The variables are expressed as the mean (standard deviation) if they follow a normal distribution (according the Kolmogorov-Smirnov test). When the variables do not follow a normal distribution, they are expressed as the median (interquartile range). Student’s t test or the χ2 test was used for variables with a normal distribution, otherwise the Mann-Whitney U test was used.  Logistical regression analysis was performed to analyze what variables were predictive of endpoint events. A survival analysis was performed using the Kaplan-Meier curves in order to confirm the link between albuminuria (urine albumin/creatinine ratio above or below 1000mg/g) and the events. In addition, linear regression was used to calculate the progression of CKD. This cut-off point was chosen as it was sufficient data in the univariate analysis. A value of P<.05 was considered to be statistically significant. SPSS version 16® (Chicago, IL, USA) was used for the statistical analysis.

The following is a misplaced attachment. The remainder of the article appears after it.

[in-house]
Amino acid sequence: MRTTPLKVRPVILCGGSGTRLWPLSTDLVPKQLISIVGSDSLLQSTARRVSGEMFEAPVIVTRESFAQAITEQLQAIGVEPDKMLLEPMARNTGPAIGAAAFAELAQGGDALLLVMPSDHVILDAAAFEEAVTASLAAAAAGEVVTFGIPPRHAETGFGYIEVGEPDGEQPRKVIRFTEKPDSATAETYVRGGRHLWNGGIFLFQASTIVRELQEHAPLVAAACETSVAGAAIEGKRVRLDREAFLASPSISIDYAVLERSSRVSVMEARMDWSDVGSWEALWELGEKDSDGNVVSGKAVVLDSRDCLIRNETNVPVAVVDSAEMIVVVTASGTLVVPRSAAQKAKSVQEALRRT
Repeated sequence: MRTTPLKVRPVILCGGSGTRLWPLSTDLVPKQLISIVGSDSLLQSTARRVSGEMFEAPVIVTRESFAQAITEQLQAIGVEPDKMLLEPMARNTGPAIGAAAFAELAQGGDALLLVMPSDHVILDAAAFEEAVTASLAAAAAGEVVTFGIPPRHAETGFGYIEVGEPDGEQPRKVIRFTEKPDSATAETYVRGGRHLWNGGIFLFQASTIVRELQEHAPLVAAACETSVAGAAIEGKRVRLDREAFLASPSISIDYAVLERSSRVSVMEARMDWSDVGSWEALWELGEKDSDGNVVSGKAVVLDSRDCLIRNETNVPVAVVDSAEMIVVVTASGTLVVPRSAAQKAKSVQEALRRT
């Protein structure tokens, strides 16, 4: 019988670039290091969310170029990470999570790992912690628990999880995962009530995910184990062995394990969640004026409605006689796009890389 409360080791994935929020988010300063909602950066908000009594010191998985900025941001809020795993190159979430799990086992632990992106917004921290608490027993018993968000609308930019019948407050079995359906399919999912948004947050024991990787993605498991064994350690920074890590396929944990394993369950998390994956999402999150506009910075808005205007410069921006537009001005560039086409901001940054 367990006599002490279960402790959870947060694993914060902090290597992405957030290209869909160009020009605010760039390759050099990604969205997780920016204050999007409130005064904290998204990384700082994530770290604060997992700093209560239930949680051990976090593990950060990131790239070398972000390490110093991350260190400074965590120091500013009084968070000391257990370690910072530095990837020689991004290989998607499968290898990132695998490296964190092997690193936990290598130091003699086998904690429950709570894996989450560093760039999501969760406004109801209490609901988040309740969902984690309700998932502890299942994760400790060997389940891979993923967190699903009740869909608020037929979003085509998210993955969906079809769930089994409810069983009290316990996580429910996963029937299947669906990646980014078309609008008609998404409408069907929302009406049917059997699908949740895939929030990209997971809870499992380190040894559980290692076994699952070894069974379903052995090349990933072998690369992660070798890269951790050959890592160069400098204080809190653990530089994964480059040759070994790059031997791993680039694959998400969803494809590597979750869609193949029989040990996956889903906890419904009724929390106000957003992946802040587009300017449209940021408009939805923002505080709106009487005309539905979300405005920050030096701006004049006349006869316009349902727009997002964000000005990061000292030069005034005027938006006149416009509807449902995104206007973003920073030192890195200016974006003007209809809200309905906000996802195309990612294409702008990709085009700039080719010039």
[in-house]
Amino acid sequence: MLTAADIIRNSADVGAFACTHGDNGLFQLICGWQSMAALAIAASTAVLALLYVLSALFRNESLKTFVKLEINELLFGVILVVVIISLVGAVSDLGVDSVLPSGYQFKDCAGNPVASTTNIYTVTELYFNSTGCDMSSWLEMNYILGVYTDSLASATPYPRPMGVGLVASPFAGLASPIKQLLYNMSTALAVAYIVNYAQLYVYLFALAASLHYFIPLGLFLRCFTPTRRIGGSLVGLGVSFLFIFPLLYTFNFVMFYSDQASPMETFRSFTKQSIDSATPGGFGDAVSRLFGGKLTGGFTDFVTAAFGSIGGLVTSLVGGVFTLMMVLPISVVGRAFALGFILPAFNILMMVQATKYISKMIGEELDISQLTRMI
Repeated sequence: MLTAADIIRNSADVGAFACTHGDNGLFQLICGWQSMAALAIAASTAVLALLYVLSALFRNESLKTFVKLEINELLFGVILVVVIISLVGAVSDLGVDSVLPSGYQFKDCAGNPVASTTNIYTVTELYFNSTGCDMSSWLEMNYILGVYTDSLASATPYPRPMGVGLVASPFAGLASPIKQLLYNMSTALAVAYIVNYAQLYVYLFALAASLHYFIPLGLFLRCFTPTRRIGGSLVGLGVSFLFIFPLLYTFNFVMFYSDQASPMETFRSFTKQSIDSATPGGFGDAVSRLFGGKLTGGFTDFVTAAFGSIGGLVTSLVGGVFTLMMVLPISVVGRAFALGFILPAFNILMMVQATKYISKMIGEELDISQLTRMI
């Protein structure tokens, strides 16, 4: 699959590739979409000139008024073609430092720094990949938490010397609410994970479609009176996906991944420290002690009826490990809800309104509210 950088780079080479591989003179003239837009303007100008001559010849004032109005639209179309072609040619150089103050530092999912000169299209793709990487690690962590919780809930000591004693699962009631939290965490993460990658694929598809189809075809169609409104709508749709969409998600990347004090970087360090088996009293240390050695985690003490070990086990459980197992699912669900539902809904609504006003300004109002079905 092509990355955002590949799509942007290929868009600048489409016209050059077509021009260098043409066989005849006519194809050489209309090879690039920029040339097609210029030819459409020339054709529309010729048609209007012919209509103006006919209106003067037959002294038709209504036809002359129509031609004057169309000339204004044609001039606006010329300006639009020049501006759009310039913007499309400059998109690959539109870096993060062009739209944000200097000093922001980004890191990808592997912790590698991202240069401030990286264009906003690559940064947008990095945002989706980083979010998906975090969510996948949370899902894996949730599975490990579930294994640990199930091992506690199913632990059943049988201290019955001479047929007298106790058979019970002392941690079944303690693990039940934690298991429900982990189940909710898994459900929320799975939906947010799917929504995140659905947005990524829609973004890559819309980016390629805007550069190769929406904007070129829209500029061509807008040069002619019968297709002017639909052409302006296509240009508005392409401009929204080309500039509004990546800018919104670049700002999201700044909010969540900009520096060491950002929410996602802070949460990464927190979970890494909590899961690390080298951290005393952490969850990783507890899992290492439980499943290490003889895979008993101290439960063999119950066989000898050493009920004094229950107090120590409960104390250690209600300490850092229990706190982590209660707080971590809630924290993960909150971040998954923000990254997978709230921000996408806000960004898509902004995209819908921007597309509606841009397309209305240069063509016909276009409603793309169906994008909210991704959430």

The baseline characteristics of the population (n=218) are shown in Table 1. The baseline laboratory values are shown in Table 2. Patients with CKD, stages 1 to 4, were included and distributed as follows: stage 1, 10%; stage 2, 18%; stage 3, 48%; stage 4, 23%.

During follow-up (38 [37-39] months), 50 patients had an event: 37 patients (17%) had a cardiovascular event and 13 (6%) died due to a non-cardiovascular cause. The distribution of the events was the following: 33% coronary event, 29% died, 17% first episode of heart failure, 8% some type of arrhythmia, 8% stroke and 2% peripheral artery disease. 10% of patients (21) were lost in follow-up because they stopped coming in to the outpatient clinic. Among the lost patients and those who completed follow-up, statistically significant differences were only found for sex (more men lost, P=.022).